The power of sharing through automation (and udder stuff)
When was the last time you bought something and it got better with age? Maybe a good red wine or a Heysen Blue cheese? They both sound pretty good. Well, with cloud software and upgradable smart devices, it’s more than tannins or lactic acid that change – new functionality and apps comes out at a rapid pace.
I was all prepared for my technical presentation with Ivan Ermoshkin on Sharing your analysis: practical steps for automating your workflows when the latest Beta for Web Appbuilder for ArcGIS was released with the September ArcGIS online upgrade. This was great news for users looking for a “no code” way to configure and host responsive web applications, but a bit of a time crunch for me to reconfigure the geoprocessing widgets just days before Ozri. It really needed to be done, however, because I wanted to demonstrate the geoprocessing widgets in the presentation.
Modelbuilder is often an afterthought to most GIS analysts, however, it can be a powerful tool when it comes to building and replicating complex workflows, as well as automating those boring, tedious tasks.
Iterators are unique to models, and allow you to loop through a process on unique values, tables, layers in your map document, or even workspaces.
Let’s have a look at iterators, and how you can use them.
The ModelBuilder tool has been available in ArcGIS for Desktop since 2004 and it quickly gained a reputation of an easy-to-use application. It which can help the user to execute an entire geoprocessing workflow by adding and connecting tools and input/output datasets together in a graphical environment. Models created in the ModelBuilder are executable workflows that string together sequences of geoprocessing tools, feeding the output of one tool into another tool as input.
Such a workflow can be executed as a tool (if you right-click on it in the catalog window in ArcMap), or it can be exported to a python script and be incorporated into a larger script later on. And of course, you can trigger the execution of the model from within the ModelBuilder Window.
A model can have parameters – the elements that a user marks as “parameters” – so that they appear in the tools dialog if a model is executed as a geoprocessing tool using the tool’s dialog. You can find some information to get started with the ModelBuilder here: >>
Today I will show you one of the ways to turn your geoprocessing models into interactive geoprocessing tools by using the Feature Sets.
When to create a Python Add-in
Before you decide to make an add-in, be sure it is the right development path for your project requirements.
If you want to add a collection of existing tools on a toolbar, or change the layout of menus or toolbars in an ArcGIS for Desktop application, you can configure the user interface (UI) to match your preferences. This does not require any programming or scripting..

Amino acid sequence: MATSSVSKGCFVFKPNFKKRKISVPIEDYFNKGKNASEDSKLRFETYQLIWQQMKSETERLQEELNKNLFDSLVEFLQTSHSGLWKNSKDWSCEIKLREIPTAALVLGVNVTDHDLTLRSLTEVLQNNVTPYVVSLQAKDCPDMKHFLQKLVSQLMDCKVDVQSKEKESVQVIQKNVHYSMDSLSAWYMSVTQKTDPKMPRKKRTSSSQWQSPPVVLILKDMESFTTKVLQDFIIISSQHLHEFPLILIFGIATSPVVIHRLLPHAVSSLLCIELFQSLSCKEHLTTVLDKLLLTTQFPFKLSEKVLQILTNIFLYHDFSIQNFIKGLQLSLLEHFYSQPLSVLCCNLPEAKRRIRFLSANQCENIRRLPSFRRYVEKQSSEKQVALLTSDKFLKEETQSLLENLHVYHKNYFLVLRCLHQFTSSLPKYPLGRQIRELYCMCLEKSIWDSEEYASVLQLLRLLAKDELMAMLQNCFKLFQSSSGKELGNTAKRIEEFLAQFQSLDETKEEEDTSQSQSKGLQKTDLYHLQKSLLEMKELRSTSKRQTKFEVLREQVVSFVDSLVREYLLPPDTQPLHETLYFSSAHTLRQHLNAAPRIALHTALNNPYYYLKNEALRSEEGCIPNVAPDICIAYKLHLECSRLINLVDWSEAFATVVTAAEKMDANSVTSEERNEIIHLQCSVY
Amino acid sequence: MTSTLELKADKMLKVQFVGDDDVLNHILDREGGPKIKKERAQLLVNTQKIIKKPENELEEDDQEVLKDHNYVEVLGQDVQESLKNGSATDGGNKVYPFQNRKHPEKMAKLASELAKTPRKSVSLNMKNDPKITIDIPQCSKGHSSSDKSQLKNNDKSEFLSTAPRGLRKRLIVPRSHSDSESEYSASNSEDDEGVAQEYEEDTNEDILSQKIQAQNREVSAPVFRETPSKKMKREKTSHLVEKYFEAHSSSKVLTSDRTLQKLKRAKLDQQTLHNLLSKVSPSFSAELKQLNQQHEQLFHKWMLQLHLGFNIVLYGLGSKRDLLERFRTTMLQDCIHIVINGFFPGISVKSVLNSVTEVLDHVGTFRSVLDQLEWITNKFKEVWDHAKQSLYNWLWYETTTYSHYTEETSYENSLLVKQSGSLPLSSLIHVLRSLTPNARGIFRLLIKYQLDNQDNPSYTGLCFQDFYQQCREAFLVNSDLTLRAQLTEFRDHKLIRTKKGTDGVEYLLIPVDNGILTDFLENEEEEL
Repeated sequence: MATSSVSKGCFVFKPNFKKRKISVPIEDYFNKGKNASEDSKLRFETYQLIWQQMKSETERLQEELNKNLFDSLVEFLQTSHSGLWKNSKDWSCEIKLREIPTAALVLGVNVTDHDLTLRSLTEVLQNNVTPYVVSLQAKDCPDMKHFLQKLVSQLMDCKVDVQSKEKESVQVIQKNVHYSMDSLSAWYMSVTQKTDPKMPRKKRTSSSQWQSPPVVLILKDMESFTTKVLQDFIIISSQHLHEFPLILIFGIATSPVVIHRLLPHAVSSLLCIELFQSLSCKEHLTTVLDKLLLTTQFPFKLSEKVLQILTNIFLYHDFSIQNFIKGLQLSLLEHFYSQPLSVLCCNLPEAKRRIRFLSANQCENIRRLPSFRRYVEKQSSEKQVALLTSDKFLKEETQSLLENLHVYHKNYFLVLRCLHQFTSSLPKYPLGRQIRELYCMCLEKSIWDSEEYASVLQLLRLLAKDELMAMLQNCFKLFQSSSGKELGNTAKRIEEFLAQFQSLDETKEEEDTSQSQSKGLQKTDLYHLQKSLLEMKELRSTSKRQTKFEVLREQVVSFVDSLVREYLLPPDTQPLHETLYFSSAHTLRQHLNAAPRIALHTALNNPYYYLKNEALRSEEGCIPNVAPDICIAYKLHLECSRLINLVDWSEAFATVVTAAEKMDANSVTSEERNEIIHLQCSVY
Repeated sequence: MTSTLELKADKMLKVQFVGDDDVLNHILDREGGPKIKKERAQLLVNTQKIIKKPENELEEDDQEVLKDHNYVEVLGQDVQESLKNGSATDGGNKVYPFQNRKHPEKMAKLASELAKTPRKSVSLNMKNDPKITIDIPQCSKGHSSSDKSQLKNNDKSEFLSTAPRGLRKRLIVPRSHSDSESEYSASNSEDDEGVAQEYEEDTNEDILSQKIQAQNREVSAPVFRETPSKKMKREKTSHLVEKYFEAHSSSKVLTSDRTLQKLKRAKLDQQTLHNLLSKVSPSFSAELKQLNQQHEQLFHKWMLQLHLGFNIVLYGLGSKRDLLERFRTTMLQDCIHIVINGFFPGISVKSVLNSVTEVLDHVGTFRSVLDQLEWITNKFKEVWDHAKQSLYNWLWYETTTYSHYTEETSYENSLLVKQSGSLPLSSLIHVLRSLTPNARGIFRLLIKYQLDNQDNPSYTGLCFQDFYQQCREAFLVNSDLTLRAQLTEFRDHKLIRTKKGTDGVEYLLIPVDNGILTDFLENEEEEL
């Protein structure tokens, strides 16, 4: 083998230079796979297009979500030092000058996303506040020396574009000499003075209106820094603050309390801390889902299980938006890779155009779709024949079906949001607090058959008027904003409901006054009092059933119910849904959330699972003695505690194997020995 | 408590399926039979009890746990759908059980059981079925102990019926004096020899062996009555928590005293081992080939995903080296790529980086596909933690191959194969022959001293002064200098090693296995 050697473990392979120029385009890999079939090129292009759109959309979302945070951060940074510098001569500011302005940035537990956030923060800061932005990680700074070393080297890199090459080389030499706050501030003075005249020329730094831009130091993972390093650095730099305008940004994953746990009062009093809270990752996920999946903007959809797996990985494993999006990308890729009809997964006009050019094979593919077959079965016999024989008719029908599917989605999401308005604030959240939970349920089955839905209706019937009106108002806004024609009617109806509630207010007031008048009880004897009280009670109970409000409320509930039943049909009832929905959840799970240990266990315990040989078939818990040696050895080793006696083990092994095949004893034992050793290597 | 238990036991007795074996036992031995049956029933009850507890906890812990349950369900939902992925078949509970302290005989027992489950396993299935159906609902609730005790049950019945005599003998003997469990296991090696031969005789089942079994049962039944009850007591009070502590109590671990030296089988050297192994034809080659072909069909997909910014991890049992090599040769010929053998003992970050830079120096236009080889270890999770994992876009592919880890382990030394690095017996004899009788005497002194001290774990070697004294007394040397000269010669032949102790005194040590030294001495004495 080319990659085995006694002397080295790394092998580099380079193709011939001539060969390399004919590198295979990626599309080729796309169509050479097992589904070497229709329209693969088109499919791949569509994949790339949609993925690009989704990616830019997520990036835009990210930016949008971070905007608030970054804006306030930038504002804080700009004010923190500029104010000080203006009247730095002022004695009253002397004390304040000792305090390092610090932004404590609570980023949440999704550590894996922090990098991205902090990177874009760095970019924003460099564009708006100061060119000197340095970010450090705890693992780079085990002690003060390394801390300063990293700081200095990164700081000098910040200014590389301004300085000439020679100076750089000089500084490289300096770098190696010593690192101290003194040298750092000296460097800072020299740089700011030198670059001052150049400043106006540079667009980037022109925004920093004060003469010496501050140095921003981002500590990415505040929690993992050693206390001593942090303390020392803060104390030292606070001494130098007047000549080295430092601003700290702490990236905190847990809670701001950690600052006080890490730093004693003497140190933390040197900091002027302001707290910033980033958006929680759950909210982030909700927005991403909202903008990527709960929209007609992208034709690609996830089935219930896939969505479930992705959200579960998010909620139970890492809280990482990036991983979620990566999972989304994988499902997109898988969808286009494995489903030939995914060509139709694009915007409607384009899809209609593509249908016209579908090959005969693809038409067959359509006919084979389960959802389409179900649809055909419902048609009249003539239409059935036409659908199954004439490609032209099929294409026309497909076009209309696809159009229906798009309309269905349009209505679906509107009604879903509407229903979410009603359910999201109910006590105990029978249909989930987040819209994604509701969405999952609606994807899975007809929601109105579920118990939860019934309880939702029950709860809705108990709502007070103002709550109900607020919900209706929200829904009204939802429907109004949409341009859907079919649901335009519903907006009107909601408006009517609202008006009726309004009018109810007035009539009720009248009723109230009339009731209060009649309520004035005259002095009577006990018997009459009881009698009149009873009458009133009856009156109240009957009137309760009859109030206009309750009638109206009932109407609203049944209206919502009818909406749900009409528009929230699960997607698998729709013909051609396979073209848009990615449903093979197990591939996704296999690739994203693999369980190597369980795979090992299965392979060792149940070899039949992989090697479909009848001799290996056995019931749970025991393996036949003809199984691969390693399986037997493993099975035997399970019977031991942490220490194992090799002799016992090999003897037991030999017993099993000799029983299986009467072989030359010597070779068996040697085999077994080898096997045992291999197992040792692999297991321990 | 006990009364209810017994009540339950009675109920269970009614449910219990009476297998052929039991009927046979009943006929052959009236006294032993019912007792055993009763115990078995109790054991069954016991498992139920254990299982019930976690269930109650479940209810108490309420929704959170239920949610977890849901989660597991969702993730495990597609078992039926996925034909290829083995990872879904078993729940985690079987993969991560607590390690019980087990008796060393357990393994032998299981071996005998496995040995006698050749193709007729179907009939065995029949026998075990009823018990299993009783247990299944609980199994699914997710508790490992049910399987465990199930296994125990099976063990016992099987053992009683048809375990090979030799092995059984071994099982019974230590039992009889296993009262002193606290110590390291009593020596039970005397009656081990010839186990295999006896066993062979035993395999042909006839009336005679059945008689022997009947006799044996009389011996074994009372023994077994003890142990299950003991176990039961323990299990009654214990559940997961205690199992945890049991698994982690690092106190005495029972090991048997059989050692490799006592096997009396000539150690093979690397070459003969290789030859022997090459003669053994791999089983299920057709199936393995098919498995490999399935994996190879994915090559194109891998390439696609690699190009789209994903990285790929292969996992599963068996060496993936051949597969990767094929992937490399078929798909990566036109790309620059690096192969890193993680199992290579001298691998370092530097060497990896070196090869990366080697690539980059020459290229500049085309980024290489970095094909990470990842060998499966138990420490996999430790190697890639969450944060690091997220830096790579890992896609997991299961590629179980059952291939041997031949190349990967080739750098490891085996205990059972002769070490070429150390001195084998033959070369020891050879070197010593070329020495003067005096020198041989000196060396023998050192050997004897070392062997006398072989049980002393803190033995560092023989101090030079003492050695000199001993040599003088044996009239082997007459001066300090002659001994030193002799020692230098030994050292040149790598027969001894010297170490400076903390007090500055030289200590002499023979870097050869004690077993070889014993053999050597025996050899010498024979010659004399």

If you need to run a set of geoprocessing tools to perform data analysis or data management, or produce a series of maps, consider creating a model with ModelBuilder or writing a Python script
If it is required to make a customization that performs an action in response to an event, or requires the use of the mouse to interact with the display, you should consider making an Add-in. An example is a tool that requires the user to click and drag a rectangle over a map to define an area of interest. Another example is an application extension that saves the map document automatically anytime a layer is added or removed from the table of contents. Continue reading
You don’t have to be a programmer to write Python scripts. You can start by learning the basic Python syntax and its built-in types. Once you know the basics, you can write Python scripts to automate geoprocessing, map production, and data management tasks in ArcGIS.
I think ModelBuilder actually provides the easiest start. Note that once you’ve constructed your Graphic UI model in ModelBuilder, when you save it, it gets compiled into Python script which allows you to go through and get more familiar with the syntax and logic construction.
Something similar can be done from the Results window, where you have the option to copy geoprocessing tool results as Python snippet code. Being able to access a detailed record of your geoprocessing operations, with tool inputs pre-populated, is a powerful timesaver when you need to repeat the same workflows. Continue reading
Esri have been phasing out VBA in favour of Python since ArcGIS 10.0.
Reason for transition – Microsoft has stopped supporting VBA. Since the release of ArcGIS 10, VBA was no longer recommended for use as it was not going to be included in subsequent versions, including 10.1. However it was still available in order to support legacy code and applications. A migration to Python, an open source programming language, was thus necessary.
Python is free, cross platform, open source, stable, mature, simple, and powerful. Benchmarking has shown that Python processes scripts in about a third of the time that VBA does.